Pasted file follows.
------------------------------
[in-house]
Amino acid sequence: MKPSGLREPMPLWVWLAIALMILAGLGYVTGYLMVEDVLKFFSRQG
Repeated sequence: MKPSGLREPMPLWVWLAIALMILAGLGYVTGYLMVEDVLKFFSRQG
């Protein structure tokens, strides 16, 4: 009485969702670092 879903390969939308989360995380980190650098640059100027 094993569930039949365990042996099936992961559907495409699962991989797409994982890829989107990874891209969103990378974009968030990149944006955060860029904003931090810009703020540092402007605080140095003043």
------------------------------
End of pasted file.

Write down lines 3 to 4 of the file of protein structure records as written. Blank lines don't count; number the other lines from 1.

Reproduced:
Repeated sequence: MKPSGLREPMPLWVWLAIALMILAGLGYVTGYLMVEDVLKFFSRQG
């Protein structure tokens, strides 16, 4: 009485969702670092 879903390969939308989360995380980190650098640059100027 094993569930039949365990042996099936992961559907495409699962991989797409994982890829989107990874891209969103990378974009968030990149944006955060860029904003931090810009703020540092402007605080140095003043």